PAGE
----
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Old girls’ club passes baton to GenNext

Author: Bella Jaisinghani
Publication: The Times of India
Date: September 7, 2014
URL: http://timesofindia.indiatimes.com/city/mumbai/Old-girls-club-passes-baton-to-GenNext/articleshow/41903488.cms

Introduction: Stree Mandal Mumbai Turns 111 Today

Over a century ago, Govardhandas Tripathi, author of the Gujarati classic 'Saraswatichandra' became distressed after a young female relative, some say his daughter, was widowed in her teens. Those days women in white were seldom allowed to step outside, remarriage of course was unthinkable.

 Tripathi shared his anxieties with his friend Dharamdas Motiwala. He suggested they start a vocational centre for widows to spend quality time, maybe prepare eatables and handicrafts.

 September 7, 1903 marked the birth of Stree Mandal Mumbai which has a building in Girgaum.

Likely Mumbai's oldest mahila mandal, the organization celebrates its 111th anniversary on Sunday, a milestone few can hope to rival. On September 11, its elderly members will travel to a retirement township in Neral near Matheran and plant 111 saplings.

 Each tree selected has its roots in Indian culture. "Kadamb and parijat are both dear to Lord Krishna. Mention of peepul and ashoka occurs in ancient texts. Banyan is the sacred tree around which women tie holy threads during Vat Savitri puja..." says the seniormost member Vanlata Patel who joined in 1972.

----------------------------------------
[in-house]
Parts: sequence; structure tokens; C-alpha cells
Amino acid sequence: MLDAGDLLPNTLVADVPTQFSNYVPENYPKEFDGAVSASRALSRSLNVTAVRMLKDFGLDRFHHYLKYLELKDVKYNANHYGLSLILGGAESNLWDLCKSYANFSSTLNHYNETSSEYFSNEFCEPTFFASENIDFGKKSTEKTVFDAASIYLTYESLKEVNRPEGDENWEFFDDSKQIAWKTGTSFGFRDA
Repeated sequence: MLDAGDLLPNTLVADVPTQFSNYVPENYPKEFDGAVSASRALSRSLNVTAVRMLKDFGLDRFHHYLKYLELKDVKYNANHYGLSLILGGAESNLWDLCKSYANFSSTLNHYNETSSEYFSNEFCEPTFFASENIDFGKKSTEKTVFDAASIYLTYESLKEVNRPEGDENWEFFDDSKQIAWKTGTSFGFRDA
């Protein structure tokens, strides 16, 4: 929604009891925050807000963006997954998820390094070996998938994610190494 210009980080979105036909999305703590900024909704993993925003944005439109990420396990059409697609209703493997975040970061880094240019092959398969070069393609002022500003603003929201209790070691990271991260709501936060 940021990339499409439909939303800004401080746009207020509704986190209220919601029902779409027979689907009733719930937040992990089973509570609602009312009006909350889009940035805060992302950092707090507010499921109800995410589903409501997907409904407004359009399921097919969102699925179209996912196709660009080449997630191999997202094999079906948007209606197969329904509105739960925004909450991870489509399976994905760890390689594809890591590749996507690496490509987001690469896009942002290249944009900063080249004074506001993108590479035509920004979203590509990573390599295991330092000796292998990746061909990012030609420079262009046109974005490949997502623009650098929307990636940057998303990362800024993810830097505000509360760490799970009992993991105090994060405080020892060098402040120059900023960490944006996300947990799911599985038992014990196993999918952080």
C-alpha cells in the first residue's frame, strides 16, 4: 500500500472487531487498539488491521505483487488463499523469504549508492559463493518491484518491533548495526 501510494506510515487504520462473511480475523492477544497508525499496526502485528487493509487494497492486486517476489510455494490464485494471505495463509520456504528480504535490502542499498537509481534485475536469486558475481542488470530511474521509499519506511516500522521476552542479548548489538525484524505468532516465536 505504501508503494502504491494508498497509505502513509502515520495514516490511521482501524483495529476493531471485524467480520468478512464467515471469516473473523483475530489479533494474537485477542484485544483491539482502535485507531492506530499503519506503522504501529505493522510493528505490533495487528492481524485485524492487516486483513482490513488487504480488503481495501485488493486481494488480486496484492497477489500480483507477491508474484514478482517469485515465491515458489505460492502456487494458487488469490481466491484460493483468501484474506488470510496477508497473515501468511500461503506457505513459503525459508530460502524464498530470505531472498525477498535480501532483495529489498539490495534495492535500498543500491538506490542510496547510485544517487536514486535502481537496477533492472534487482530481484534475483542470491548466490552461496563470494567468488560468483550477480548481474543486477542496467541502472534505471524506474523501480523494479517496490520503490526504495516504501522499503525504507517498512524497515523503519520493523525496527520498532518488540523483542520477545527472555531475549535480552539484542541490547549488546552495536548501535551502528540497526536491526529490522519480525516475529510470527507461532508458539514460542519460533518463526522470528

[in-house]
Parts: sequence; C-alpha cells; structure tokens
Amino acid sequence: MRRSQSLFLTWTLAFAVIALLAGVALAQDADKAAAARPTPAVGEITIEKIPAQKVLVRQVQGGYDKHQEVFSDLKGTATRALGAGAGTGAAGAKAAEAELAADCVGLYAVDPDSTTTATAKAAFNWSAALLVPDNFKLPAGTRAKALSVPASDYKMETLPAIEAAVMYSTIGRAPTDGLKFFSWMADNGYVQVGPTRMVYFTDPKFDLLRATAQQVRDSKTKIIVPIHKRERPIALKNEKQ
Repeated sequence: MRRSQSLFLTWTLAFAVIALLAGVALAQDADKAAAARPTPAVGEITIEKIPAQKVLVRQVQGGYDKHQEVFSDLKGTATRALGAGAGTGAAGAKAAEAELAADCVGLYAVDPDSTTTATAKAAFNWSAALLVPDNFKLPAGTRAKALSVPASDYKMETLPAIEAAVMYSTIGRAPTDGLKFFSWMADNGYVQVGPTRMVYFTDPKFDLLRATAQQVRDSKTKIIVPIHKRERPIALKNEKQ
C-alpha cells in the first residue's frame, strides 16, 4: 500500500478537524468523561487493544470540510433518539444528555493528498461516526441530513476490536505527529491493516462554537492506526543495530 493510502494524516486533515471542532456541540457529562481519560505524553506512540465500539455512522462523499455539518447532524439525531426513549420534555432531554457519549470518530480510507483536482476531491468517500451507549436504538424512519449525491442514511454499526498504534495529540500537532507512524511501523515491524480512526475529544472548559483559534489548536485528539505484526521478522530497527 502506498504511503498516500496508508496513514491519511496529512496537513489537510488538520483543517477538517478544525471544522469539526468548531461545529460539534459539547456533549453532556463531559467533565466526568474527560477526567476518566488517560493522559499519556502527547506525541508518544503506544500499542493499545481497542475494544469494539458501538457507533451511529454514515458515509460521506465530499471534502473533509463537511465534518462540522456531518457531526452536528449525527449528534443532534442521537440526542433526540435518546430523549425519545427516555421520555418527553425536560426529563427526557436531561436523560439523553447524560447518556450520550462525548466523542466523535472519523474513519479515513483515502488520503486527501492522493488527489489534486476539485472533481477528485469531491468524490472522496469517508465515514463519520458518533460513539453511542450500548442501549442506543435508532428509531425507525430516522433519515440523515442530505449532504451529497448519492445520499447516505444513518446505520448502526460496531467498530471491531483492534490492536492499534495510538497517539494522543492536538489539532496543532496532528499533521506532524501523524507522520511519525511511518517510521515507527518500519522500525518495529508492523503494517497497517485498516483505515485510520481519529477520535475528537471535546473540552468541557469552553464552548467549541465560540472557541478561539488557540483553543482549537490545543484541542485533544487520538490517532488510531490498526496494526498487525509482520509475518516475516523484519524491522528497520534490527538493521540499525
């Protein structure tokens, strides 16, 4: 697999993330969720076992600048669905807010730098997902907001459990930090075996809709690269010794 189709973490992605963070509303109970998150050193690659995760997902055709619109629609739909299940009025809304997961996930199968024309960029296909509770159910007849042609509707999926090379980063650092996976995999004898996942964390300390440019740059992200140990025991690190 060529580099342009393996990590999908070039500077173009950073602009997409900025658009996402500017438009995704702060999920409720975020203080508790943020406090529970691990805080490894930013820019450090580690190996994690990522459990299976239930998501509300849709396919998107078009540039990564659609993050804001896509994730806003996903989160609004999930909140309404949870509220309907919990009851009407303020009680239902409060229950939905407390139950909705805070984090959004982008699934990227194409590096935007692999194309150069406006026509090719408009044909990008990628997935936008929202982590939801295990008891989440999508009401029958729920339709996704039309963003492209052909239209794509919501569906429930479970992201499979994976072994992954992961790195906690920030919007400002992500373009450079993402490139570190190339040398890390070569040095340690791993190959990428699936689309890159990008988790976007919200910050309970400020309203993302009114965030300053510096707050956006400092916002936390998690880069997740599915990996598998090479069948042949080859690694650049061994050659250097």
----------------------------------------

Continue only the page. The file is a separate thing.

"We would have liked to plant trees within the city but there is no space," says Surabhi Kothari, head of the senior citizens' wing.

 Most members are elderly women, given that the mandal has fallen off GenNext's radar. Yet, a stream of young girls arrives to sign up for subsidised courses. "Our cooking classes are popular with parents of young Gujarati and Jain girls about to be married. They learn how to prepare Thai, Italian, Mexican, Lebanese and Chinese food. We even teach them sushi," says supervisor Meena Modi.

 Prospective brides gravitate to the sewing unit. Kanak Ghasiya led TOI to rooms where women were learning dressmaking. "We charge Rs 200 a month to keep it affordable. Muslim women from Byculla come to learn so they can supplement the family income," she said.

 Stree Mandal runs a physiotherapy centre with qualified professionals at competitive rates. A session costs Rs 70 as compared to Rs 300-500 in a private hospital. The mandal has utilised much of its funds, including NRI donations, to provide the Jaipur Foot to 2,000 amputees at KEM Hospital.

The good fortune of owning a large premises has prompted the ladies to reserve rooms for a gymnasium and toy library. "We plan to start aerobics classes next," says Modi.
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